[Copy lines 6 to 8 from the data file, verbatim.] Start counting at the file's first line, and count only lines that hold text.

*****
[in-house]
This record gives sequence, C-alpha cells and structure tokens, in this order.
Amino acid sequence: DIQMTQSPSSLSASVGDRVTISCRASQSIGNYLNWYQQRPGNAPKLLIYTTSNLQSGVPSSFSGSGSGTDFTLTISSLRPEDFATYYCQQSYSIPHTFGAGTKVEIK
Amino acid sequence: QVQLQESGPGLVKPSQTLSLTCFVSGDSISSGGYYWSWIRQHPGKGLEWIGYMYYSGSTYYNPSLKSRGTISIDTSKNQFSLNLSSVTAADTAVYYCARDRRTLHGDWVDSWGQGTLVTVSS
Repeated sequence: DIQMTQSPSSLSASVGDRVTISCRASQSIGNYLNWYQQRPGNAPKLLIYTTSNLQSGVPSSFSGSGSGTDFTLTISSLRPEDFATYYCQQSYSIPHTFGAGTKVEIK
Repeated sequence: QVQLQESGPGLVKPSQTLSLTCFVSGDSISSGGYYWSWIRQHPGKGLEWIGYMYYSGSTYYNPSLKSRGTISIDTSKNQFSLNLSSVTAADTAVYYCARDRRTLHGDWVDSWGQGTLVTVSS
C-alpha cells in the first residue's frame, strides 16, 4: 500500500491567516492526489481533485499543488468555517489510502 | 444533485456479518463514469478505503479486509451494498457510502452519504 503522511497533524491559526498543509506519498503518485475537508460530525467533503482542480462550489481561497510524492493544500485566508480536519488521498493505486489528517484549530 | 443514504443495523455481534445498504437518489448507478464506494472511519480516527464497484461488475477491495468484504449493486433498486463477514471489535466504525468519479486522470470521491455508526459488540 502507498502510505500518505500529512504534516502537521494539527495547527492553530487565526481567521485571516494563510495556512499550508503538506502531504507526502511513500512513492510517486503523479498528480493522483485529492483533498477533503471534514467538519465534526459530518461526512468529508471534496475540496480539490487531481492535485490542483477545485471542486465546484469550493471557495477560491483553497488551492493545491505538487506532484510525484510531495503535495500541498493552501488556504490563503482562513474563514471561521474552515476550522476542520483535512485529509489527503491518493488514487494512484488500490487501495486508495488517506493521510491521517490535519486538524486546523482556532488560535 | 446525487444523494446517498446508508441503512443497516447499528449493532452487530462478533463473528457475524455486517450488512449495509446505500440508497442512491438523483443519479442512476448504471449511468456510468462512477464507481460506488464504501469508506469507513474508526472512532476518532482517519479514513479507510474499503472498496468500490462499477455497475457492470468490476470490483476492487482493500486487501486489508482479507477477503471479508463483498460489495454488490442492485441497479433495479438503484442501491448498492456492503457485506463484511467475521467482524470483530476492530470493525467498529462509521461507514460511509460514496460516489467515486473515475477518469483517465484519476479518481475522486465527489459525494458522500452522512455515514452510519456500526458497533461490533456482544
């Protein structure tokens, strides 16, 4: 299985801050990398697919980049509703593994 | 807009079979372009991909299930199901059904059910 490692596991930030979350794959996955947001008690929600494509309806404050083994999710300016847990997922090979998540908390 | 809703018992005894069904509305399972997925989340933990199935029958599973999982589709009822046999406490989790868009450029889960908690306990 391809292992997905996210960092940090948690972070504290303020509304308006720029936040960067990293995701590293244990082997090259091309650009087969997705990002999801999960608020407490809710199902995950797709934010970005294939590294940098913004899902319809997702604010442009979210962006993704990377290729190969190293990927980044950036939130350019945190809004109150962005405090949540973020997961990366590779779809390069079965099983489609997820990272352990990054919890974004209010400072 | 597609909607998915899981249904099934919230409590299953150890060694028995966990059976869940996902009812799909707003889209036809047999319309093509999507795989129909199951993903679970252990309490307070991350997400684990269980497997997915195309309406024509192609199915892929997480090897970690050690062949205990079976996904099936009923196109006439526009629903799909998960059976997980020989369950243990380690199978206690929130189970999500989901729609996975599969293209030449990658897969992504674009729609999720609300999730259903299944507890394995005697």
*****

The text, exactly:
Repeated sequence: QVQLQESGPGLVKPSQTLSLTCFVSGDSISSGGYYWSWIRQHPGKGLEWIGYMYYSGSTYYNPSLKSRGTISIDTSKNQFSLNLSSVTAADTAVYYCARDRRTLHGDWVDSWGQGTLVTVSS
C-alpha cells in the first residue's frame, strides 16, 4: 500500500491567516492526489481533485499543488468555517489510502 | 444533485456479518463514469478505503479486509451494498457510502452519504 503522511497533524491559526498543509506519498503518485475537508460530525467533503482542480462550489481561497510524492493544500485566508480536519488521498493505486489528517484549530 | 443514504443495523455481534445498504437518489448507478464506494472511519480516527464497484461488475477491495468484504449493486433498486463477514471489535466504525468519479486522470470521491455508526459488540 502507498502510505500518505500529512504534516502537521494539527495547527492553530487565526481567521485571516494563510495556512499550508503538506502531504507526502511513500512513492510517486503523479498528480493522483485529492483533498477533503471534514467538519465534526459530518461526512468529508471534496475540496480539490487531481492535485490542483477545485471542486465546484469550493471557495477560491483553497488551492493545491505538487506532484510525484510531495503535495500541498493552501488556504490563503482562513474563514471561521474552515476550522476542520483535512485529509489527503491518493488514487494512484488500490487501495486508495488517506493521510491521517490535519486538524486546523482556532488560535 | 446525487444523494446517498446508508441503512443497516447499528449493532452487530462478533463473528457475524455486517450488512449495509446505500440508497442512491438523483443519479442512476448504471449511468456510468462512477464507481460506488464504501469508506469507513474508526472512532476518532482517519479514513479507510474499503472498496468500490462499477455497475457492470468490476470490483476492487482493500486487501486489508482479507477477503471479508463483498460489495454488490442492485441497479433495479438503484442501491448498492456492503457485506463484511467475521467482524470483530476492530470493525467498529462509521461507514460511509460514496460516489467515486473515475477518469483517465484519476479518481475522486465527489459525494458522500452522512455515514452510519456500526458497533461490533456482544
């Protein structure tokens, strides 16, 4: 299985801050990398697919980049509703593994 | 807009079979372009991909299930199901059904059910 490692596991930030979350794959996955947001008690929600494509309806404050083994999710300016847990997922090979998540908390 | 809703018992005894069904509305399972997925989340933990199935029958599973999982589709009822046999406490989790868009450029889960908690306990 391809292992997905996210960092940090948690972070504290303020509304308006720029936040960067990293995701590293244990082997090259091309650009087969997705990002999801999960608020407490809710199902995950797709934010970005294939590294940098913004899902319809997702604010442009979210962006993704990377290729190969190293990927980044950036939130350019945190809004109150962005405090949540973020997961990366590779779809390069079965099983489609997820990272352990990054919890974004209010400072 | 597609909607998915899981249904099934919230409590299953150890060694028995966990059976869940996902009812799909707003889209036809047999319309093509999507795989129909199951993903679970252990309490307070991350997400684990269980497997997915195309309406024509192609199915892929997480090897970690050690062949205990079976996904099936009923196109006439526009629903799909998960059976997980020989369950243990380690199978206690929130189970999500989901729609996975599969293209030449990658897969992504674009729609999720609300999730259903299944507890394995005697």